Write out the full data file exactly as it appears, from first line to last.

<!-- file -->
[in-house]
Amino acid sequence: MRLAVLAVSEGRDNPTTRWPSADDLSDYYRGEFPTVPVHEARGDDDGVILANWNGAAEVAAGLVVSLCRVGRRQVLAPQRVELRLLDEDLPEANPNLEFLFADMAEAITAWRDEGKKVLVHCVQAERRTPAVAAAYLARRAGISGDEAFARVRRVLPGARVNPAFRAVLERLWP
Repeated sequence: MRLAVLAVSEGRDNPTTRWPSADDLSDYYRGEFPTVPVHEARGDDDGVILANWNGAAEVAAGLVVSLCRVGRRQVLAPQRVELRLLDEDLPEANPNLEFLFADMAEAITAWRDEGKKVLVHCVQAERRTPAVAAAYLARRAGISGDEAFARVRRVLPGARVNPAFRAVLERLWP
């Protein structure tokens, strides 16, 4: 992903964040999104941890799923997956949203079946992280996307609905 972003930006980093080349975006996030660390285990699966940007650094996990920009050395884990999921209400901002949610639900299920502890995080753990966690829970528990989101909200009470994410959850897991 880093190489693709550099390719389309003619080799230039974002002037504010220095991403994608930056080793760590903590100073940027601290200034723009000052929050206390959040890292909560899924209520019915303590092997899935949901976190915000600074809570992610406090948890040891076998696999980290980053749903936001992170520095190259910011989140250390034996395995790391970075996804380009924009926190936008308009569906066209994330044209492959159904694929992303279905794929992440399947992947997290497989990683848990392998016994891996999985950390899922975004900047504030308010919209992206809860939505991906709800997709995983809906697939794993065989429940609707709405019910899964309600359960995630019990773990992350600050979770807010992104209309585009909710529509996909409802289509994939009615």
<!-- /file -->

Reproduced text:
[in-house]
Amino acid sequence: MRLAVLAVSEGRDNPTTRWPSADDLSDYYRGEFPTVPVHEARGDDDGVILANWNGAAEVAAGLVVSLCRVGRRQVLAPQRVELRLLDEDLPEANPNLEFLFADMAEAITAWRDEGKKVLVHCVQAERRTPAVAAAYLARRAGISGDEAFARVRRVLPGARVNPAFRAVLERLWP
Repeated sequence: MRLAVLAVSEGRDNPTTRWPSADDLSDYYRGEFPTVPVHEARGDDDGVILANWNGAAEVAAGLVVSLCRVGRRQVLAPQRVELRLLDEDLPEANPNLEFLFADMAEAITAWRDEGKKVLVHCVQAERRTPAVAAAYLARRAGISGDEAFARVRRVLPGARVNPAFRAVLERLWP
């Protein structure tokens, strides 16, 4: 992903964040999104941890799923997956949203079946992280996307609905 972003930006980093080349975006996030660390285990699966940007650094996990920009050395884990999921209400901002949610639900299920502890995080753990966690829970528990989101909200009470994410959850897991 880093190489693709550099390719389309003619080799230039974002002037504010220095991403994608930056080793760590903590100073940027601290200034723009000052929050206390959040890292909560899924209520019915303590092997899935949901976190915000600074809570992610406090948890040891076998696999980290980053749903936001992170520095190259910011989140250390034996395995790391970075996804380009924009926190936008308009569906066209994330044209492959159904694929992303279905794929992440399947992947997290497989990683848990392998016994891996999985950390899922975004900047504030308010919209992206809860939505991906709800997709995983809906697939794993065989429940609707709405019910899964309600359960995630019990773990992350600050979770807010992104209309585009909710529509996909409802289509994939009615």